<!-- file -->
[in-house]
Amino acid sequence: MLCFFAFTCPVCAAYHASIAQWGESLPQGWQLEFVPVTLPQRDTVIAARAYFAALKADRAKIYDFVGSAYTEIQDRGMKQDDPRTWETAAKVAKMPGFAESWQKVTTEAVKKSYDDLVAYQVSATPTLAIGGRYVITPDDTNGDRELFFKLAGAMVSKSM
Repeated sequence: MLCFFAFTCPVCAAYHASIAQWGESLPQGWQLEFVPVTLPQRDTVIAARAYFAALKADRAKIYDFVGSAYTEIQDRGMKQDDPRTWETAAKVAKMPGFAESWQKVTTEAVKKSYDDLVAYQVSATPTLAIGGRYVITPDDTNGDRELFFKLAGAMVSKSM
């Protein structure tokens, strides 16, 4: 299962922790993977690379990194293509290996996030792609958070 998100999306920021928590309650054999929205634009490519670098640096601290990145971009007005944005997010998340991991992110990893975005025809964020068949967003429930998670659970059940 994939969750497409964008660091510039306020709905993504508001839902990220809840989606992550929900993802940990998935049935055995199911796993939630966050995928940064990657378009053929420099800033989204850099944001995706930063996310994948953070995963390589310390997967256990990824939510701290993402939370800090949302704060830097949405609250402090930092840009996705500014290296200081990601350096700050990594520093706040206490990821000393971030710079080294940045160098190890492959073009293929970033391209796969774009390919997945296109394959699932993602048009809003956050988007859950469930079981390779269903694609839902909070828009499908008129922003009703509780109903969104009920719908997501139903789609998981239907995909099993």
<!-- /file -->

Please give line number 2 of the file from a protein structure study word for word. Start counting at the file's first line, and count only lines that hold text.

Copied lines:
Amino acid sequence: MLCFFAFTCPVCAAYHASIAQWGESLPQGWQLEFVPVTLPQRDTVIAARAYFAALKADRAKIYDFVGSAYTEIQDRGMKQDDPRTWETAAKVAKMPGFAESWQKVTTEAVKKSYDDLVAYQVSATPTLAIGGRYVITPDDTNGDRELFFKLAGAMVSKSM